Image credit: World Guns
My father, at least the man who raised me was Army Special Forces. He was part of a 5 man team that jumped on the other side of a hot zone and set up a temporary base camp for troops to resupply and take shelter after a battle through an enemy line. This put my father in the zone where the gas was being deployed.
He told me only a few stories of his time there. Only recently has he been able to really talk about it after years of therapy. He told me of the time he almost died. The Vietnamese Communists had come in guns blazing and they all took shelter in the main bunker built to house the radio and act as the temporary command post. The Vietnamese soldiers surrounded them and kept blasting fire at the door attempting to breach it. My dad knew it was only a matter of time before they did breach the door. They called on the radio for a strike, but they knew it would not come in time. They had taken defensive positions with a point man in the corner near the door. Three set up strategically around the room and my dad with the radio in the back of the room. The door breached and instantly SKS fire took out the point man. Return fire took out the first man through the door. The second dropped as well, but he took one with him. A third and fourth man fired from the door and took out another of my dad’s team. As they entered they were shot by the fourth US team member. The last man to enter killed the fourth team member and then came toward the sounds of the radio. My dad had been hunkered in the back with the destruction device they were given to destroy the radio. It was a small pipe with a spring and a pin and a shotgun shell. The idea being that if they were going to be captured or killed, the last thing they would do is destroy the radio so the jamming technology couldn’t be reverse engineered and used in the conflict.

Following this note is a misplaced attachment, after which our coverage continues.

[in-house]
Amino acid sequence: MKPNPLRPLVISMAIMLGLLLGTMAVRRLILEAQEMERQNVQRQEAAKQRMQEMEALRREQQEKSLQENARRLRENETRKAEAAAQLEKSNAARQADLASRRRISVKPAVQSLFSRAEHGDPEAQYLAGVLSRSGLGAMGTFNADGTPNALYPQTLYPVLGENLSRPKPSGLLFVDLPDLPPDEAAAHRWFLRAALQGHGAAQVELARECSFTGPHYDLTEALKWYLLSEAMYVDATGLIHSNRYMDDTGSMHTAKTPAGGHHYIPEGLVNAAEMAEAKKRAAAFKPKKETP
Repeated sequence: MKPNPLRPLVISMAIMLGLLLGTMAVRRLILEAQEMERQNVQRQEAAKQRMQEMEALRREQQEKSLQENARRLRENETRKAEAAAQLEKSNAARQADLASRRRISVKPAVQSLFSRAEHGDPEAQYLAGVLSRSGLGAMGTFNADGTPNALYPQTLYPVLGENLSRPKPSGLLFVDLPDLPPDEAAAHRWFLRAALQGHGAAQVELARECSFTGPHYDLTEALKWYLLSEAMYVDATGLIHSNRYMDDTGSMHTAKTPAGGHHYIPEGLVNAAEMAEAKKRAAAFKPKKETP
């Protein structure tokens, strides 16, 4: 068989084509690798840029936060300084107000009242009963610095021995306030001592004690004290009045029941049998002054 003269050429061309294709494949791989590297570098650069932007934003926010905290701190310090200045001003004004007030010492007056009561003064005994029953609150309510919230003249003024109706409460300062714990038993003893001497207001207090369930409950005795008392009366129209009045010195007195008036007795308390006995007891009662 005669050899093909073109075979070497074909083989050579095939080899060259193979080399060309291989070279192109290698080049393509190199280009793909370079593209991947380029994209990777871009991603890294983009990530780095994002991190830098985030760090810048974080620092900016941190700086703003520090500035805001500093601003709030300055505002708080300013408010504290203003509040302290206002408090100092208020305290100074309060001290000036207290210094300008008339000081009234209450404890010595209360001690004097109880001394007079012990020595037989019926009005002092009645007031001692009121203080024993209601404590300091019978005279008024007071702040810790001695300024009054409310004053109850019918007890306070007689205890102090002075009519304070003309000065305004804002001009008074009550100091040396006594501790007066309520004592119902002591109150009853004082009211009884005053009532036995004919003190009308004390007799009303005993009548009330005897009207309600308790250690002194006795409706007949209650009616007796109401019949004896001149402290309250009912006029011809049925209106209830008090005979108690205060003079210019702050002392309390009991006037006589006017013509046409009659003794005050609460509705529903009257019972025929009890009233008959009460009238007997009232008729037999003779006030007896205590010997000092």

My dad’s clip was emptied from the previous round. He said “it felt like an eternity to reload my weapon, as I saw him coming across the room for me.” As the man approached, he said “I didn’t think I was going to get my weapon up in time.” Then suddenly the Vietnamese soldier fired at my dad, and his gun was empty. My dad fired killing the last of the small insurgent team sent after them. My dad’s entire team was wiped out in that short battle. He says “I have the same dream, every night. The soldier is coming across the room and I can’t get my gun up fast enough. I’m stuck in that moment for what seems like an eternity, panicked trying to raise my gun in slow motion.
The man who raised me is a war hero. He undoubtedly saved the lives of countless US service personnel by his efforts in Army Special Forces. He almost wasn’t here to tell the story. The difference in that fire fight was last shot hold open on the M16, when the SKS did not have a last shot hold open. The Vietnamese soldier didn’t realize his gun was empty.
Image credit: World Guns
This brings up a valuable lesson of the economics of war. Often we’ve seen the US and it’s allies win wars due to superior weaponry. The M16 is a prime example of that, as something so simple like a notch on top of the magazine’s follower catches the bolt and alerts the soldier of the weapon being empty. This small notch saved my dad’s life that day. With only fractions of a second being the difference between life and death. This small chunk of plastic made the difference.The important take-away here is that the effort and energy we put out to make the small differences in our products and services are what make the difference when it really counts.